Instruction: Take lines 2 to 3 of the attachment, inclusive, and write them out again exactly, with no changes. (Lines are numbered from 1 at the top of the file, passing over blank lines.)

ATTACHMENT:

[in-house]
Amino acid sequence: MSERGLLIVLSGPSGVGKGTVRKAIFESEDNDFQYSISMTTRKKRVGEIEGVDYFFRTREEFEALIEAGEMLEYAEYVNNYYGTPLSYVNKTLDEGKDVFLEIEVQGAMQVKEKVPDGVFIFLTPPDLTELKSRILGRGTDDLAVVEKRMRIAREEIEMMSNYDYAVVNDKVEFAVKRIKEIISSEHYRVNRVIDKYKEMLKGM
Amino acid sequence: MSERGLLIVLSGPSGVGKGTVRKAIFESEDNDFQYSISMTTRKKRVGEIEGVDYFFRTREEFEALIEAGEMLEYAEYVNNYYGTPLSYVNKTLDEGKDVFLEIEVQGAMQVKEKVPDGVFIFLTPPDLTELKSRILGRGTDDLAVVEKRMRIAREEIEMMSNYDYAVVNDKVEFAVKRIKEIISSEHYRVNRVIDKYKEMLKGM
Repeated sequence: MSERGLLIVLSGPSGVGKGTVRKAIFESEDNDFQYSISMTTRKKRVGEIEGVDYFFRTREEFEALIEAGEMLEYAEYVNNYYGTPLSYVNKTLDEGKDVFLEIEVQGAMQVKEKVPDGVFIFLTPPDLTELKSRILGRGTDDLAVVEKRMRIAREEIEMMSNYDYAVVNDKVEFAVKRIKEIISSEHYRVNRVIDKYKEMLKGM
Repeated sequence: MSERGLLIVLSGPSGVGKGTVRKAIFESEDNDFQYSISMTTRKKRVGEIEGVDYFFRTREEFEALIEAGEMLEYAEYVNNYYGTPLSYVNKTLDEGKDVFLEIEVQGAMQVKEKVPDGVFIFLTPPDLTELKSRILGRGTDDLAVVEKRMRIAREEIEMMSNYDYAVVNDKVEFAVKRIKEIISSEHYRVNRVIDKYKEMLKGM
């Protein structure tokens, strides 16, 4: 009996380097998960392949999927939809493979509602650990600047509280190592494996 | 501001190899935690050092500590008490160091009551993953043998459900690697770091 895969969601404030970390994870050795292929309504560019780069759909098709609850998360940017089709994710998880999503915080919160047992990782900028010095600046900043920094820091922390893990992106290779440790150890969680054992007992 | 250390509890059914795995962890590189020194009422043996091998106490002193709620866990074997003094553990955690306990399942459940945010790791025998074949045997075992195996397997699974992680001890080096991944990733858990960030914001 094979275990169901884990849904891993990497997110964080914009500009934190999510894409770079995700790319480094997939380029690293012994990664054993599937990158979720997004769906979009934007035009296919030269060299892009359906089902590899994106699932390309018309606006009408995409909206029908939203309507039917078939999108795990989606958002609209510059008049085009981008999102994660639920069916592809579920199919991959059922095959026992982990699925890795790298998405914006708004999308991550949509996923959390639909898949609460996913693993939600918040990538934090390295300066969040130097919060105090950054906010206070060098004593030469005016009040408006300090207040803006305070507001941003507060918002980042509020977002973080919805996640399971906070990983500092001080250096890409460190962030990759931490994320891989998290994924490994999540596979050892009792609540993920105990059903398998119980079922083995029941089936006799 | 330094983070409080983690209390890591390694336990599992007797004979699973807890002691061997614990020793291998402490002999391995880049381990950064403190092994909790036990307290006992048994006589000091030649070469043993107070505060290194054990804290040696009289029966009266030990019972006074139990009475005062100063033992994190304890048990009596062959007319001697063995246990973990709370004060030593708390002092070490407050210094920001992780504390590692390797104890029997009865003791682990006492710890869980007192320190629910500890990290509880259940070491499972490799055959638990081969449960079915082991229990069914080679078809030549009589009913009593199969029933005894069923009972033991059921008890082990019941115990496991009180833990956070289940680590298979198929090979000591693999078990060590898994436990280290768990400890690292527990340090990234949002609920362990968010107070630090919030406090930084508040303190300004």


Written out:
Amino acid sequence: MSERGLLIVLSGPSGVGKGTVRKAIFESEDNDFQYSISMTTRKKRVGEIEGVDYFFRTREEFEALIEAGEMLEYAEYVNNYYGTPLSYVNKTLDEGKDVFLEIEVQGAMQVKEKVPDGVFIFLTPPDLTELKSRILGRGTDDLAVVEKRMRIAREEIEMMSNYDYAVVNDKVEFAVKRIKEIISSEHYRVNRVIDKYKEMLKGM
Amino acid sequence: MSERGLLIVLSGPSGVGKGTVRKAIFESEDNDFQYSISMTTRKKRVGEIEGVDYFFRTREEFEALIEAGEMLEYAEYVNNYYGTPLSYVNKTLDEGKDVFLEIEVQGAMQVKEKVPDGVFIFLTPPDLTELKSRILGRGTDDLAVVEKRMRIAREEIEMMSNYDYAVVNDKVEFAVKRIKEIISSEHYRVNRVIDKYKEMLKGM